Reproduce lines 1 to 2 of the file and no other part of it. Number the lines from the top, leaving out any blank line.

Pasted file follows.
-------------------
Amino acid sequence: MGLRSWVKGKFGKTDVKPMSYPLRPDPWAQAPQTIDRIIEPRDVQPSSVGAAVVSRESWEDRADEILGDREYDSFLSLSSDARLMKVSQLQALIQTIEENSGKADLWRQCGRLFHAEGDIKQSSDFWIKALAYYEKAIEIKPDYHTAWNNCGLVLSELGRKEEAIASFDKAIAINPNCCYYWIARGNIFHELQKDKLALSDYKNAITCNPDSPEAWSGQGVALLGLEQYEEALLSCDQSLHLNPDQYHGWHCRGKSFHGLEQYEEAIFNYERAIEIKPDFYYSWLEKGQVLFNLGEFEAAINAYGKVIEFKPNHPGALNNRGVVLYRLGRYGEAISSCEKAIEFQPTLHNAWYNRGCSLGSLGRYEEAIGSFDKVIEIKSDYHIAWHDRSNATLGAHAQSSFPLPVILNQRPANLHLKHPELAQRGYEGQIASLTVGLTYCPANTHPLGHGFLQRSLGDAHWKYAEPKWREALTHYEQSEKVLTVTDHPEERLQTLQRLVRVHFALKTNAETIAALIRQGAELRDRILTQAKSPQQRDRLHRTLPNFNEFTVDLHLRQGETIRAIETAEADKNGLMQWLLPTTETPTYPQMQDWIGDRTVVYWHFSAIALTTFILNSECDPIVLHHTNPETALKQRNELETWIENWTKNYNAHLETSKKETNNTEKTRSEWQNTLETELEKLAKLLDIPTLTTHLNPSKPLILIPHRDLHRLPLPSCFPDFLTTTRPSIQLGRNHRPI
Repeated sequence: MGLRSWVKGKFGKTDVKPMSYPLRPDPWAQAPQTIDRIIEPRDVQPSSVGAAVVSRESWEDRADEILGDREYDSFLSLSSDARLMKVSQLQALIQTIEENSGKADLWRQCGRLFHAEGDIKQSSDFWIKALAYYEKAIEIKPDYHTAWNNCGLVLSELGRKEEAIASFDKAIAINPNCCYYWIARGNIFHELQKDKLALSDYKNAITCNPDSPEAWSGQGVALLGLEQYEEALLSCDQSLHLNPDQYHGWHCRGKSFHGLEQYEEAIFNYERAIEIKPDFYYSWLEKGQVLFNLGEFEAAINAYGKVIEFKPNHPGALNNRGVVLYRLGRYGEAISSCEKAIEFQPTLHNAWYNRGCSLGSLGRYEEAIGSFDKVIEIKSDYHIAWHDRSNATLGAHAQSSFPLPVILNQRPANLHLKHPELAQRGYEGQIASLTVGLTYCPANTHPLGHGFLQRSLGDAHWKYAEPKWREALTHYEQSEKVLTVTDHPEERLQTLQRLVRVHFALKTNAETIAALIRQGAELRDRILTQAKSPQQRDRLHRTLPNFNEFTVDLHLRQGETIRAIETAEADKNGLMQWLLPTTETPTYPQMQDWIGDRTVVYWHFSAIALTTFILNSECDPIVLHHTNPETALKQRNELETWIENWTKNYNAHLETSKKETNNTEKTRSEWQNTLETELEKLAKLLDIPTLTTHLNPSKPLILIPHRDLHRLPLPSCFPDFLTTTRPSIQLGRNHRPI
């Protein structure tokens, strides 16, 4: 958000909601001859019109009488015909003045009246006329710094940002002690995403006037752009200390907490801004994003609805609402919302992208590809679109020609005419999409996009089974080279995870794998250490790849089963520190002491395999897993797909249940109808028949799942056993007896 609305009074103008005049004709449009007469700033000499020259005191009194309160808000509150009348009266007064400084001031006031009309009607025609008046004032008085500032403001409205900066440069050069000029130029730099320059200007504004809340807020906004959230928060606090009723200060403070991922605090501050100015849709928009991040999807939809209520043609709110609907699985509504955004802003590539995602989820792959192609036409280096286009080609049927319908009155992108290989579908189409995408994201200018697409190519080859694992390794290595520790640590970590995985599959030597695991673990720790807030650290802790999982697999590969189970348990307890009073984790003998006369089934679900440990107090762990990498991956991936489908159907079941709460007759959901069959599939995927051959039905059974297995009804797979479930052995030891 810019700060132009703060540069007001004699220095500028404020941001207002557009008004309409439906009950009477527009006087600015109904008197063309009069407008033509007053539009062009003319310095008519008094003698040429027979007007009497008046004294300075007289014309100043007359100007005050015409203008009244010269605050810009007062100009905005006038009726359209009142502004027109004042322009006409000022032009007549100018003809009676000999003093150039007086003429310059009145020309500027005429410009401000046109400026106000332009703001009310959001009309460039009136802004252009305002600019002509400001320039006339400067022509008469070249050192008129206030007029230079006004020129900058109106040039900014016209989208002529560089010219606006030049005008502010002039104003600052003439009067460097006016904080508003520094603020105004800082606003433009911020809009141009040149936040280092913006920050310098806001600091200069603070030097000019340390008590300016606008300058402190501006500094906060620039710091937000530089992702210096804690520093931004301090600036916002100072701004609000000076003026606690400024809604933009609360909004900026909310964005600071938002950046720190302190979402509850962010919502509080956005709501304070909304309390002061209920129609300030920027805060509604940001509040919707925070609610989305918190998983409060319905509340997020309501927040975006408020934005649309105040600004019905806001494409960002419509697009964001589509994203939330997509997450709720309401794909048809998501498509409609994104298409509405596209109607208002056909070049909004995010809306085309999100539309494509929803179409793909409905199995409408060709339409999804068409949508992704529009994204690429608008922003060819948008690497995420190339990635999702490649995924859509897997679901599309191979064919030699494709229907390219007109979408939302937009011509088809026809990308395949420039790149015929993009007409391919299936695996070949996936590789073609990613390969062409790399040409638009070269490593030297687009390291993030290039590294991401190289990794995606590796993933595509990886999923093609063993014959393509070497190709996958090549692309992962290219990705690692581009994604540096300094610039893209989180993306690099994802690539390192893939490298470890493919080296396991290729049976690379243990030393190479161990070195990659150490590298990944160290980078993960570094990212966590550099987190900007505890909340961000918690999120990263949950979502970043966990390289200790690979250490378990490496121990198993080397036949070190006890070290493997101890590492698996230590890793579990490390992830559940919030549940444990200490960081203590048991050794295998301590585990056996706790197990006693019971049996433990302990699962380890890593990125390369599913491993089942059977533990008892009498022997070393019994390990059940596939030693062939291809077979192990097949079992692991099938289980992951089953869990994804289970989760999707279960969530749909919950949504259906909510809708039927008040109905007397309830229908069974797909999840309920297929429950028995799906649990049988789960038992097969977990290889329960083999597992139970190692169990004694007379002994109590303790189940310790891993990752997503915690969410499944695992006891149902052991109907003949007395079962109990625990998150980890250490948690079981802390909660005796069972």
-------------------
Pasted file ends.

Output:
Amino acid sequence: MGLRSWVKGKFGKTDVKPMSYPLRPDPWAQAPQTIDRIIEPRDVQPSSVGAAVVSRESWEDRADEILGDREYDSFLSLSSDARLMKVSQLQALIQTIEENSGKADLWRQCGRLFHAEGDIKQSSDFWIKALAYYEKAIEIKPDYHTAWNNCGLVLSELGRKEEAIASFDKAIAINPNCCYYWIARGNIFHELQKDKLALSDYKNAITCNPDSPEAWSGQGVALLGLEQYEEALLSCDQSLHLNPDQYHGWHCRGKSFHGLEQYEEAIFNYERAIEIKPDFYYSWLEKGQVLFNLGEFEAAINAYGKVIEFKPNHPGALNNRGVVLYRLGRYGEAISSCEKAIEFQPTLHNAWYNRGCSLGSLGRYEEAIGSFDKVIEIKSDYHIAWHDRSNATLGAHAQSSFPLPVILNQRPANLHLKHPELAQRGYEGQIASLTVGLTYCPANTHPLGHGFLQRSLGDAHWKYAEPKWREALTHYEQSEKVLTVTDHPEERLQTLQRLVRVHFALKTNAETIAALIRQGAELRDRILTQAKSPQQRDRLHRTLPNFNEFTVDLHLRQGETIRAIETAEADKNGLMQWLLPTTETPTYPQMQDWIGDRTVVYWHFSAIALTTFILNSECDPIVLHHTNPETALKQRNELETWIENWTKNYNAHLETSKKETNNTEKTRSEWQNTLETELEKLAKLLDIPTLTTHLNPSKPLILIPHRDLHRLPLPSCFPDFLTTTRPSIQLGRNHRPI
Repeated sequence: MGLRSWVKGKFGKTDVKPMSYPLRPDPWAQAPQTIDRIIEPRDVQPSSVGAAVVSRESWEDRADEILGDREYDSFLSLSSDARLMKVSQLQALIQTIEENSGKADLWRQCGRLFHAEGDIKQSSDFWIKALAYYEKAIEIKPDYHTAWNNCGLVLSELGRKEEAIASFDKAIAINPNCCYYWIARGNIFHELQKDKLALSDYKNAITCNPDSPEAWSGQGVALLGLEQYEEALLSCDQSLHLNPDQYHGWHCRGKSFHGLEQYEEAIFNYERAIEIKPDFYYSWLEKGQVLFNLGEFEAAINAYGKVIEFKPNHPGALNNRGVVLYRLGRYGEAISSCEKAIEFQPTLHNAWYNRGCSLGSLGRYEEAIGSFDKVIEIKSDYHIAWHDRSNATLGAHAQSSFPLPVILNQRPANLHLKHPELAQRGYEGQIASLTVGLTYCPANTHPLGHGFLQRSLGDAHWKYAEPKWREALTHYEQSEKVLTVTDHPEERLQTLQRLVRVHFALKTNAETIAALIRQGAELRDRILTQAKSPQQRDRLHRTLPNFNEFTVDLHLRQGETIRAIETAEADKNGLMQWLLPTTETPTYPQMQDWIGDRTVVYWHFSAIALTTFILNSECDPIVLHHTNPETALKQRNELETWIENWTKNYNAHLETSKKETNNTEKTRSEWQNTLETELEKLAKLLDIPTLTTHLNPSKPLILIPHRDLHRLPLPSCFPDFLTTTRPSIQLGRNHRPI